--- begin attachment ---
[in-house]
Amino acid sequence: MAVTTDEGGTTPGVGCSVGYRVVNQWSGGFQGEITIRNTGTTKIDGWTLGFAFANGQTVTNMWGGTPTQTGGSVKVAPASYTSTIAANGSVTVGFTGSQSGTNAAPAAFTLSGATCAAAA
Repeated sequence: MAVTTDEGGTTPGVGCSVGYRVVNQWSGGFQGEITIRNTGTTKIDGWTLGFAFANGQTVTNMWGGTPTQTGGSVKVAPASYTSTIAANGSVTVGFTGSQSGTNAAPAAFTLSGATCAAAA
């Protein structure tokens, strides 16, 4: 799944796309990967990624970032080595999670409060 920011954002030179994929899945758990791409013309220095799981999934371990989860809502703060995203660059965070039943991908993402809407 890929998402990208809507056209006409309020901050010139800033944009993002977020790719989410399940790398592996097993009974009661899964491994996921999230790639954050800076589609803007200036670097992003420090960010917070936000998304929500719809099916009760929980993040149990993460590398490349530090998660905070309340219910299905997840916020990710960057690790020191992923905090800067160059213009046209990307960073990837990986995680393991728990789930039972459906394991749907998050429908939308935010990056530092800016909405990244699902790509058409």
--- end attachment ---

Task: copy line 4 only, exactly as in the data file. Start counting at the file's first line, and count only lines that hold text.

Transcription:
């Protein structure tokens, strides 16, 4: 799944796309990967990624970032080595999670409060 920011954002030179994929899945758990791409013309220095799981999934371990989860809502703060995203660059965070039943991908993402809407 890929998402990208809507056209006409309020901050010139800033944009993002977020790719989410399940790398592996097993009974009661899964491994996921999230790639954050800076589609803007200036670097992003420090960010917070936000998304929500719809099916009760929980993040149990993460590398490349530090998660905070309340219910299905997840916020990710960057690790020191992923905090800067160059213009046209990307960073990837990986995680393991728990789930039972459906394991749907998050429908939308935010990056530092800016909405990244699902790509058409």